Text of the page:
Canon Inc. views it as difficult to invest in Toshiba Corp.’s flash memory business because the company already has a number of investment projects going on and sees little time left to assess its property, Canon Chief Financial Officer Toshizo Tanaka said Tuesday.
Speaking at a news conference to report Canon’s 2016 earnings results, Tanaka said the company is making a “major strategic transition” to shift its axis for growth from conventional mainstay businesses such as digital cameras and copiers to new businesses, including medical equipment.
“To that end, we have a range of investments coming up. Considering the situation, it would be very difficult to invest in Toshiba’s semiconductor operation,” Tanaka said, adding this is “our outlook at this moment.”
Canon has emerged as a potential buyer of Toshiba’s lucrative semiconductor operation as its Chairman Fujio Mitarai said in a recent interview that the chip business “has high value” and that Canon will “positively consider” investing in it.
Semiconductor manufacturing equipment maker Tokyo Electron Ltd., also seen as a potential buyer of a stake in the chip unit, also denied the possibility of investing Tuesday, with Representative Director Tetsuro Hori saying at a news conference the company “is not considering” such an option.
Embattled Toshiba plans to spin off its chip business and sell a stake to a third party by the end of March to make up for losses stemming from massive writedowns in its U.S. nuclear business.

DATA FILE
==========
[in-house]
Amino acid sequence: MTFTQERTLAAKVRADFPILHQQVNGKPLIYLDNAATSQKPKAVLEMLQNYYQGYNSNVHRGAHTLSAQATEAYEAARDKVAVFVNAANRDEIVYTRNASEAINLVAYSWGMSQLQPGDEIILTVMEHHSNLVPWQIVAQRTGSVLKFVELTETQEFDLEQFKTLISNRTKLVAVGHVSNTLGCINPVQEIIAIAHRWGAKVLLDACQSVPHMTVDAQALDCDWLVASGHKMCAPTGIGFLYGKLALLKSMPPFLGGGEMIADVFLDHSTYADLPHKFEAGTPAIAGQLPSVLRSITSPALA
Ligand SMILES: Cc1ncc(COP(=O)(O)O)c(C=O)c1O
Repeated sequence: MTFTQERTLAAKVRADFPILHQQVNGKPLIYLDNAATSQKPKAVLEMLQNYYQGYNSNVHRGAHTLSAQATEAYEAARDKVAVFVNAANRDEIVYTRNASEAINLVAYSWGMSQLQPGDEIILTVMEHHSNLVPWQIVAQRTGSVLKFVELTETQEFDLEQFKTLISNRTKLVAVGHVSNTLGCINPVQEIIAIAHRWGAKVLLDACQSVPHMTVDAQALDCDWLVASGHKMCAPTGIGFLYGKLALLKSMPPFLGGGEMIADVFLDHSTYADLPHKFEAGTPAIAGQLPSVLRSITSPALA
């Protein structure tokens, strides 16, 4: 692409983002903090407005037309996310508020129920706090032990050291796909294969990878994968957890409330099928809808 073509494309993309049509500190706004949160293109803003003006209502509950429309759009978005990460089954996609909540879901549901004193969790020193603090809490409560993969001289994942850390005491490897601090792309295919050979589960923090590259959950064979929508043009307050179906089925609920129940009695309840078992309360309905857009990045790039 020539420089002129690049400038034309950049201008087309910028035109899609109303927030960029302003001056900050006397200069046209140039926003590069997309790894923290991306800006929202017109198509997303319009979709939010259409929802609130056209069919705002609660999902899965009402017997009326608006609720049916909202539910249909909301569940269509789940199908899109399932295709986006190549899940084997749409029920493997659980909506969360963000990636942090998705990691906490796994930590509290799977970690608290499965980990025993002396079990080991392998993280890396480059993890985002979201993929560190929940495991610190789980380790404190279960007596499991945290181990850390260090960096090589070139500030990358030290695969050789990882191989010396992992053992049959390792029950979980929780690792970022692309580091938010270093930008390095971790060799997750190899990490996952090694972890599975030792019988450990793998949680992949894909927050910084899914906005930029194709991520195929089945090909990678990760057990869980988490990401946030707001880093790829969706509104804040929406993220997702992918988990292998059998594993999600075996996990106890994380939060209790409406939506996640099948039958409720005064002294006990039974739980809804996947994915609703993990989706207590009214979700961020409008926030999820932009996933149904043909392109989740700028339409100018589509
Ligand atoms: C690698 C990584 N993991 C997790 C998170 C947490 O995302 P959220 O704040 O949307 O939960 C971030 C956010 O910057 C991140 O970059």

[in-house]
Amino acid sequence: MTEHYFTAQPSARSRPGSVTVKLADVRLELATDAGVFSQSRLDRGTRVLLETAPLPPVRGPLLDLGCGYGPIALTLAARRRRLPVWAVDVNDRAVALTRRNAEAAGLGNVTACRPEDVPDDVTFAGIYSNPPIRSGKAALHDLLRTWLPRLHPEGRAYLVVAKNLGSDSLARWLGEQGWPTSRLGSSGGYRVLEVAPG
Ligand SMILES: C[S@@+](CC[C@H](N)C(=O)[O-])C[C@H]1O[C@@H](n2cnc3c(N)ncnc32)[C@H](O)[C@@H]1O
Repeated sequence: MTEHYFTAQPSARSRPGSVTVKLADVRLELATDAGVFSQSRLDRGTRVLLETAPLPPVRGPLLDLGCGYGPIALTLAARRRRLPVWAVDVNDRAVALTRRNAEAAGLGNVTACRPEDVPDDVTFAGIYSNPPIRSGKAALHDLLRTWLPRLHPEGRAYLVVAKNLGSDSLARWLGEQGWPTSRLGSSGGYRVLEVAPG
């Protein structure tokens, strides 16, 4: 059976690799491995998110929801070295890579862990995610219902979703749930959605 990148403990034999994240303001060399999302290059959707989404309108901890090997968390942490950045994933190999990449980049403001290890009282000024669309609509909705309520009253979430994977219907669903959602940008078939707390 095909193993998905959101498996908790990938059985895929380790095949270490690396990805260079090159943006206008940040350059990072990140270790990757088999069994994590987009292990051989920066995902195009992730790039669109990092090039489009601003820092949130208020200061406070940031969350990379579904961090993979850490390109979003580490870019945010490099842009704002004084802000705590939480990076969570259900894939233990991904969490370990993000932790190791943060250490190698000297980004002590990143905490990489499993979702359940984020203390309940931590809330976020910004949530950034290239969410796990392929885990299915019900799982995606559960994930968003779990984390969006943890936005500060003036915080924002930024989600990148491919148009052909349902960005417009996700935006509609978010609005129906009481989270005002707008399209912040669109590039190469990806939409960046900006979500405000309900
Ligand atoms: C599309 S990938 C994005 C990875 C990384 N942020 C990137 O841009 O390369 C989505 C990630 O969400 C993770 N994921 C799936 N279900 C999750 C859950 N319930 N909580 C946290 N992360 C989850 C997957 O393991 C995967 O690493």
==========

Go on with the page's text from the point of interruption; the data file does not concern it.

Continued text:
U.S. data storage company Western Digital Corp. — a joint operator of Toshiba’s Yokkaichi flash memory plant — and an overseas investment fund are seen to be other remaining possible buyers.
In its earnings announcement, Canon said its group net profit in 2016 fell 31.6 percent from a year earlier to ¥150.7 billion, citing negative effects from a higher yen and falling demand for compact digital cameras.
The digital camera and office equipment maker had slashed its earnings forecasts for the year three times and the profit figure was under Canon’s latest projection of ¥165 billion.
Tokyo-based Canon reported that its operating profit fell 35.6 percent to ¥228.9 billion last year, with sales down 10.5 percent to ¥3.4 trillion.
While the market for such mainstays as cameras and copiers matures amid the spread of smartphones and paperless media, the yen’s appreciation in 2016 had an adverse impact of ¥102 billion on Canon’s operating profit, the company said.
But for 2017, Canon said it expects group net profit to increase 12.8 percent to ¥170 billion, projecting positive effects from the acquisition late last year of Toshiba Medical Systems Corp. and sales growth for flat panel display lithography equipment.
The company said its operating profit is seen rising 11.4 percent to ¥255 billion, with sales projected to rise 17.6 percent to ¥4 trillion.
In generating the forecast, Canon assumed an average foreign exchange rate of ¥110 to the U.S. dollar and ¥120 to the euro in 2017.